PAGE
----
Greek-American Parish Schools: Preserving Heritage and Faith
Dr. Anastasios Koularmanis, Director of the Department of Greek Education, will soon be sharing a series of articles focusing on Greek education, with a particular focus on spotlighting several day schools.
Greek parochial education in America has a long tradition dating back to the late 19th century. From the earliest days of Greek immigration, Greek-American communities recognized the importance of preserving their Greek Orthodox heritage and faith, which led to the establishment of Greek language schools in conjunction with their parish churches. These schools have always aimed to instill in young people the values and traditions of Greek Orthodoxy, thus forming knowledgeable and responsible members of the Greek Orthodox Church.
The establishment of Greek schools in America accelerated in the early 20th century, marking a milestone in Greek-American education. In 1905, the Greek Institution of Chicago-Hellenism became the first Greek day school, offering elementary and secondary education. Subsequently, more Greek schools sprung up in Chicago, offering bilingual English and Greek programs or focusing exclusively on the Greek language. While many Greek-American children attended public schools, they also attended afternoon and Saturday schools to deepen their knowledge of the Greek Orthodox faith, language, and culture.
Recognizing the need for centralized Greek education in the United States, Archbishop Athenagoras took an important step by founding the Supreme Council of Education in 1931. This council aimed to establish standardized curricula, coordinate the teaching staff and to create a uniform education system in Greek schools. By 1935, there were 414 afternoon schools and five-day schools across America, catering to the growing Greek immigrant population.
In order to further strengthen Greek education in the United States, specific goals have been set to improve the system. These objectives included the development of a standardized curriculum, the organization of a coordinated teaching staff, the implementation of a reward structure for teachers, the increase in the number of Greek schools and the collection of statistics for evaluation. Efforts to strengthen Greek education were spurred by the passage of the Immigration and Naturalization Act of 1965, which facilitated the entry of significant numbers of Greek immigrants into the country. Bilingual programs were created, allowing Greek-American children to learn the language as part of high school.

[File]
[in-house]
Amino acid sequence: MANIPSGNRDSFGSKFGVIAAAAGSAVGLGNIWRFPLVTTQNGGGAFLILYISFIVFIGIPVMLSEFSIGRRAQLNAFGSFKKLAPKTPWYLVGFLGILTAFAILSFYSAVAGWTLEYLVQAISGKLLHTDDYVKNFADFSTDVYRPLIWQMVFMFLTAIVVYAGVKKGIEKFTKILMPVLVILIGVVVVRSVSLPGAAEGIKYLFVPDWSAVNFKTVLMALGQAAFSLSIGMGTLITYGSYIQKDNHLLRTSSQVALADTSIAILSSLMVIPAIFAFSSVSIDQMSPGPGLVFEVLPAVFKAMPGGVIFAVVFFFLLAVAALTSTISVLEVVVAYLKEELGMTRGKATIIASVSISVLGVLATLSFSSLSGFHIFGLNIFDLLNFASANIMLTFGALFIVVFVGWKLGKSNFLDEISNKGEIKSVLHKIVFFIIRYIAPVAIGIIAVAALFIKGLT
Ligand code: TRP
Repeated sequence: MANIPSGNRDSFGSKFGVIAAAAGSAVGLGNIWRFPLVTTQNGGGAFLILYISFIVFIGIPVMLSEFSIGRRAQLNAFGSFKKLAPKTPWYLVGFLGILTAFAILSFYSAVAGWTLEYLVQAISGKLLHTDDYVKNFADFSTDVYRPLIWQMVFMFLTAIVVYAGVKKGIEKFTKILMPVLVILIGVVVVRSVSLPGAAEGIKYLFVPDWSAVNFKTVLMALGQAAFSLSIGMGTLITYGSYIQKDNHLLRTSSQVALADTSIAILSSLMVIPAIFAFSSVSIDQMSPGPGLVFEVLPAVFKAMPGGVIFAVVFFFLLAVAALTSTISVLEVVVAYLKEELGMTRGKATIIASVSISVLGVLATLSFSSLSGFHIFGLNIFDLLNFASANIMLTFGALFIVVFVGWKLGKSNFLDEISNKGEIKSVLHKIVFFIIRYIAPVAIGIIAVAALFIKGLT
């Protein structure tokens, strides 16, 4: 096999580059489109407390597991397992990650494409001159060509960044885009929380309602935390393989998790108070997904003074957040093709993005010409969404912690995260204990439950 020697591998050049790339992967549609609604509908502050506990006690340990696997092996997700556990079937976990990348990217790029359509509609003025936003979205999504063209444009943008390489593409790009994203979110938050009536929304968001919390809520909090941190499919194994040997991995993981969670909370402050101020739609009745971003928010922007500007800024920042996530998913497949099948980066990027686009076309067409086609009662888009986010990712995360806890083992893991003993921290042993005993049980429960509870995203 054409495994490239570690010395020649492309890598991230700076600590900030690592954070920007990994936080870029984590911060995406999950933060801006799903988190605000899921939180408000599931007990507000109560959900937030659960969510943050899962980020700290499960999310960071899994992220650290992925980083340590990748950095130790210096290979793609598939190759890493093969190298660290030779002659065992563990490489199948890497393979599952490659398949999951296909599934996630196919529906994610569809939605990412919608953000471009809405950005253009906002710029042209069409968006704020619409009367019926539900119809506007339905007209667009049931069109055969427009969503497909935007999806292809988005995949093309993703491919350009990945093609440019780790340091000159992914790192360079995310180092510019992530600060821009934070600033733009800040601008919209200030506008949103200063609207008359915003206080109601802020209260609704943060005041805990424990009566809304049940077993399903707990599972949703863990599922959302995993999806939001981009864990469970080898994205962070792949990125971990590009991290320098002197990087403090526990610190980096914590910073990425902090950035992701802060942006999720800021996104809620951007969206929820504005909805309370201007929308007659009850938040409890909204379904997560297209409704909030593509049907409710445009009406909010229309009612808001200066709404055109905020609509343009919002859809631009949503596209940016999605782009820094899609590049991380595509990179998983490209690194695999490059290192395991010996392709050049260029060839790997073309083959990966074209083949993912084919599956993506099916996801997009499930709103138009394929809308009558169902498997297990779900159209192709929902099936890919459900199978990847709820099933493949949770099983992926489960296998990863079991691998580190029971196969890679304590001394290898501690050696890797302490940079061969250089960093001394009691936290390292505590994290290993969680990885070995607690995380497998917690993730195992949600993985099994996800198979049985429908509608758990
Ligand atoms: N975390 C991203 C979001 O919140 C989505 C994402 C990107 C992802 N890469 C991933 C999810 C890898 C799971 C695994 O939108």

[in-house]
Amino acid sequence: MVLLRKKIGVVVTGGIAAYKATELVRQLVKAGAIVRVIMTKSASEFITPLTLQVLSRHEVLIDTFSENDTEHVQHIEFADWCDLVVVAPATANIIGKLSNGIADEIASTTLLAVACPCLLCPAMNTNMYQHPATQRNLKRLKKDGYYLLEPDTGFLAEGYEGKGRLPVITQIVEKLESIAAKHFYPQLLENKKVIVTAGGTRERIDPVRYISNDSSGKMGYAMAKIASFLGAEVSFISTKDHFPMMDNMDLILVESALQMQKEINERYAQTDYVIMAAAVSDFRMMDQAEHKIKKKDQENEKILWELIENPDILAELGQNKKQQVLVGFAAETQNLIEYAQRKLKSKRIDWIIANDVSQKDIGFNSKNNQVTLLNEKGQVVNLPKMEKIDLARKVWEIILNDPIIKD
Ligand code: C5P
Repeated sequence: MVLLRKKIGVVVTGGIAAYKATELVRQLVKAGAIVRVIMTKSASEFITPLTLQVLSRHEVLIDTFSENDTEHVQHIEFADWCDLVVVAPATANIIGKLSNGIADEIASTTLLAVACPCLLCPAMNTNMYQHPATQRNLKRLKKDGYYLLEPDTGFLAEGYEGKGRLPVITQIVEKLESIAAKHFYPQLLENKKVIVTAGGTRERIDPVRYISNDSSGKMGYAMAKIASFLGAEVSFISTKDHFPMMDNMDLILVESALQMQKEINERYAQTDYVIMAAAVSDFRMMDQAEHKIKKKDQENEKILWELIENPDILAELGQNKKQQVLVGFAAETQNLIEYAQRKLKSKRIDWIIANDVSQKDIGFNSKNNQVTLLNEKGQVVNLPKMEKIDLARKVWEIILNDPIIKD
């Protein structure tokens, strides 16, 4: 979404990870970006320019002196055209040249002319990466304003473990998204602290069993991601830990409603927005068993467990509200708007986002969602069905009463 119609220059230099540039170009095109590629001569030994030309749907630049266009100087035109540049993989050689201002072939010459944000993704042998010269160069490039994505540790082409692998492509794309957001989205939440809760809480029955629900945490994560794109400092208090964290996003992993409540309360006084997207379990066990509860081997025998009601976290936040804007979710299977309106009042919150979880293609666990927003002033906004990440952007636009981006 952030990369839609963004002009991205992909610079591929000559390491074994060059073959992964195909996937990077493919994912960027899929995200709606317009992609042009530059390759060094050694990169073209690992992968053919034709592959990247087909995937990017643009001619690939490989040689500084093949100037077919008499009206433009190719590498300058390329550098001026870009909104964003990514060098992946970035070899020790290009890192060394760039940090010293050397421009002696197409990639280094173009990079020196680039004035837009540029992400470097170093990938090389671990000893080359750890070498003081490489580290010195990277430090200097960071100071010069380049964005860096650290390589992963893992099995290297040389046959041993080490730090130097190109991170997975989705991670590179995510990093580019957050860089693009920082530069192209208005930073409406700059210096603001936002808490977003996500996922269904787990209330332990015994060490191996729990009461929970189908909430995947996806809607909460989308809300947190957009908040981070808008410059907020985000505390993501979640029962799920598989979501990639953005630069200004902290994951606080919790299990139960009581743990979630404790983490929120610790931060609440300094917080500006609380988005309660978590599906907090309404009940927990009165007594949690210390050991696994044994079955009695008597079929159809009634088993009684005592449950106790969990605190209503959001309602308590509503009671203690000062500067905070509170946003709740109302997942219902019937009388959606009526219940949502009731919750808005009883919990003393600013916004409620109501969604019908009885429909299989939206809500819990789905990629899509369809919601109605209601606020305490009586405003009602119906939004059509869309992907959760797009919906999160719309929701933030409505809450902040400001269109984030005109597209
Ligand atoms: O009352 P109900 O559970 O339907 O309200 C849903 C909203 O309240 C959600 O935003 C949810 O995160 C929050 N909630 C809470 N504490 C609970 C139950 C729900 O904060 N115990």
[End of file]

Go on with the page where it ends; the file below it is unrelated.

The Greek Orthodox Archdiocese played a central role in the establishment and development of the Greek-American parochial schools. Under the leadership of Archbishop Iakovos, ambitious plans were implemented to improve Greek education. These initiatives included improving religious education programs, creating scouting programs, and accrediting Hellenic College’s Holy Cross Greek Orthodox Theological School.
St. Basil’s Academy is a notable institution that underwent significant transformations under the leadership of Archbishop Iakovos. Originally serving as a teacher training school for teaching the Greek language, the academy grew with the financial support of various Greek-American organizations. It has since become a state-certified children’s residential center, serving as the premier institution for Greek education in the United States.
The Greek Orthodox Archdiocesan Office of Education has also played a crucial role in supporting Greek schools and programs. This office provides professional development opportunities, instructional guidelines, and supplies for teachers. The Archdiocesan Department of Greek Education aims to impart to young people the spiritual, moral and cultural values of Greek Orthodoxy while teaching modern Greek language, history and culture.
Greek parochial day schools and afternoon schools continue to hold a vital place in Greek education in the United States. About 350 parishes offer Greek language classes in the afternoon or Saturday programs, accommodating about 40,000 to 45,000 students. These schools adhere to local and state mandates and often offer preschool, preschool, kindergarten, elementary, and secondary programs. While teaching the Greek language, history, culture, and elements of the Greek Orthodox religion remains central, there is an increasing emphasis on nurturing students who are proud of their Greek heritage.
The Greek-American parochial schools testify to the enduring commitment of the Greek American community to preserving its heritage and faith. Through their educational institutions, they ensure that future generations continue to embrace the richness of Greek culture and the values of Greek Orthodoxy, maintaining a strong connection to their roots.